Crisis and famine: GIZ faces immense challenges in Mali
Mali is one of the world’s poorest countries, and has been in a state of crisis since a military coup five years ago. The north of the country in particular is in the grip of an armed conflict involving groups of Islamist terrorists. A peace treaty was signed in 2015, but remains largely unimplemented. The people are bearing the brunt of the crisis: half of the population lives below the poverty line, many children are malnourished and hundreds of thousands of families have been displaced.
To keep the peace and give people prospects for the future in their homeland, Germany’s Africa policy in countries like Mali focuses on dovetailing German armed forces activities and development assistance. As recently as the start of the year, the German Bundestag decided to expand the German armed forces deployment in Mali. The German Government has been providing development assistance to the West African country since 1960. In spite of the tense security situation, the Deutsche Gesellschaft für Internationale Zusammenarbeit (GIZ) GmbH is working on behalf of the German Government to improve conditions for local people.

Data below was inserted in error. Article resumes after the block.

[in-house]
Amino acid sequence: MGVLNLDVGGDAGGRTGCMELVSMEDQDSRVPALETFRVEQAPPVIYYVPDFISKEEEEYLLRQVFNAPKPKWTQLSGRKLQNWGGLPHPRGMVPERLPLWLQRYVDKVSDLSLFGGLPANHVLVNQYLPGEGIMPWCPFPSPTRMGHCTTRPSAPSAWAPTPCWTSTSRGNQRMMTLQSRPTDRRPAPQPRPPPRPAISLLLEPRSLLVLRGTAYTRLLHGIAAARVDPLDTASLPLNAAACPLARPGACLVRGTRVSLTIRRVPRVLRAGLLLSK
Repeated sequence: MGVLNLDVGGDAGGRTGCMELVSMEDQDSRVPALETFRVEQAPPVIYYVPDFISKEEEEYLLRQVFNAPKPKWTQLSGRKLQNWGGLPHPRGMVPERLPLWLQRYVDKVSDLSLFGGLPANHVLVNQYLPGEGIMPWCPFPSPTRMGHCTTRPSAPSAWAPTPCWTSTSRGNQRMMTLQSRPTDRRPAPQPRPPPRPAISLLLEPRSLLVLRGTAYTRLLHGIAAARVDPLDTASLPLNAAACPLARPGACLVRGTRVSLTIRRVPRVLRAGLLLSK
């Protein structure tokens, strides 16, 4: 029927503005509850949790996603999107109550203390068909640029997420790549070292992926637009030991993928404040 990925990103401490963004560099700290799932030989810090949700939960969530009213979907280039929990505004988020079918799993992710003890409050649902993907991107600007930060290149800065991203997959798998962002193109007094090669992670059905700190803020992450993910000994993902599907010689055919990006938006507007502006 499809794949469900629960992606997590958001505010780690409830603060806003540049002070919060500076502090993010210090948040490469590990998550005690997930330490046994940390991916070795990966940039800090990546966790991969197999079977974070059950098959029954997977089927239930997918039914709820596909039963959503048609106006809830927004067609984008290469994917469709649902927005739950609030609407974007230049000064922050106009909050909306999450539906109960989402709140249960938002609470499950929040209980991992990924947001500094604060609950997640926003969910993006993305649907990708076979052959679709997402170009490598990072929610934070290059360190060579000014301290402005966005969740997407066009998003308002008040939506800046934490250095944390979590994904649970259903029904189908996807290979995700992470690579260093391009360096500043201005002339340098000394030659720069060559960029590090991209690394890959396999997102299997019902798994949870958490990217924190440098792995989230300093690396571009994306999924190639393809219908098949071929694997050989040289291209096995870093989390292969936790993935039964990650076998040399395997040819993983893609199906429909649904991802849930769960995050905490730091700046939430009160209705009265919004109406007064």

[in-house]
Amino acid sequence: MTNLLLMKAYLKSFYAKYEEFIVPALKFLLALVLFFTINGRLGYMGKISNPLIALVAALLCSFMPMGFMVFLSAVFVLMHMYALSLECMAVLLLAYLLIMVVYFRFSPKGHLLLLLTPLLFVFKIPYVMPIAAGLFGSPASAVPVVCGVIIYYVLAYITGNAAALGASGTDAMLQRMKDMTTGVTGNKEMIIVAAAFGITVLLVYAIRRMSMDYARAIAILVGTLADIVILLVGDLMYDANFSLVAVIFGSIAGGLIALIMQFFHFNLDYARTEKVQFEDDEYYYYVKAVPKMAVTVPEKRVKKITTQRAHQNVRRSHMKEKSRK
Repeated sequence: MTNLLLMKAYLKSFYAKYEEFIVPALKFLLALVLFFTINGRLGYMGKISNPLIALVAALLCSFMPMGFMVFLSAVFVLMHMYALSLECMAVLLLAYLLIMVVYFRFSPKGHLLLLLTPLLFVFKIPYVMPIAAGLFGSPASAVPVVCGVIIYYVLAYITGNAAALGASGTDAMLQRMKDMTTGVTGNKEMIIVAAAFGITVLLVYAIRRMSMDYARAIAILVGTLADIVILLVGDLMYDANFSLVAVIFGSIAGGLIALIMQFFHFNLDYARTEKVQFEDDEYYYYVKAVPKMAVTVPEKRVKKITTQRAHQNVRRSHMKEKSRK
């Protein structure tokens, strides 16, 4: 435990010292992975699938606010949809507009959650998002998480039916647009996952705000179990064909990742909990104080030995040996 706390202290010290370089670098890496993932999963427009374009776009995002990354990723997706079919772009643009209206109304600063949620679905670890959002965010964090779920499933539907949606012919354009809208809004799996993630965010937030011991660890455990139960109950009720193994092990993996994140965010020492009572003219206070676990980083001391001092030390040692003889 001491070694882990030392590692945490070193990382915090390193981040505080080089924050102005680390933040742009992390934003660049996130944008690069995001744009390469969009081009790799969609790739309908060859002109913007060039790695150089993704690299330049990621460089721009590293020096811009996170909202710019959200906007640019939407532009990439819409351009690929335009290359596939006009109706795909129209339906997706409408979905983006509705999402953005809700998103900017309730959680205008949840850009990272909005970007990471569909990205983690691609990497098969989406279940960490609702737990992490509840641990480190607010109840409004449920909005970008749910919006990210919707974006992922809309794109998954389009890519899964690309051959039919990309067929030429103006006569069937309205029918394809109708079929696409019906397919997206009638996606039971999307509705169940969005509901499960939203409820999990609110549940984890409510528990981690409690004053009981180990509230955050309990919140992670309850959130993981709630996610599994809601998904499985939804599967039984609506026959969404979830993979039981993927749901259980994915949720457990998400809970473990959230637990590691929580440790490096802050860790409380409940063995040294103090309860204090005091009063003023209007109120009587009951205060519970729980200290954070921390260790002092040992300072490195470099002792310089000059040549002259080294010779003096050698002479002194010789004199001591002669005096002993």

Its work includes promoting decentralisation. ‘This means that thousands of municipalities are being empowered to manage their own finances in order to give the population access to schools, waste disposal, electricity and water connections,’ explains GIZ Country Director Jürgen Koch.
Most of the population works in agriculture, although only around a third of the land is suitable for farming due to the arid climate. Climate change and population growth are aggravating the situation. Koch says: ‘We help smallholders to optimise their irrigation systems and farming methods, which is particularly important in years with little rainfall.’ Over 90% of the irrigation systems built are now used intensively by smallholder farms. As a result, the rice yield has been tripled. Better harvests mean a higher income for farmers, helping to stabilise the country’s economy.
GIZ also supports the peace process in the country. It advises institutions like the Ministry of Reconciliation and the truth commission, which just recently opened regional offices. Interviews with the population there are used to identify human rights violations and draw conclusions to help reappraise the conflict. GIZ also promotes micro-projects, primarily in the Gao region. These measures enhance social cohesion among the population in conflict regions and provide targeted support to improve living conditions (for example rehabilitating wells, building grain silos and repairing sanitation facilities in Gao’s hospital).
GIZ Country Director Jürgen Koch has been living and working in Bamako for three years. He will be available for telephone interviews in week 30.
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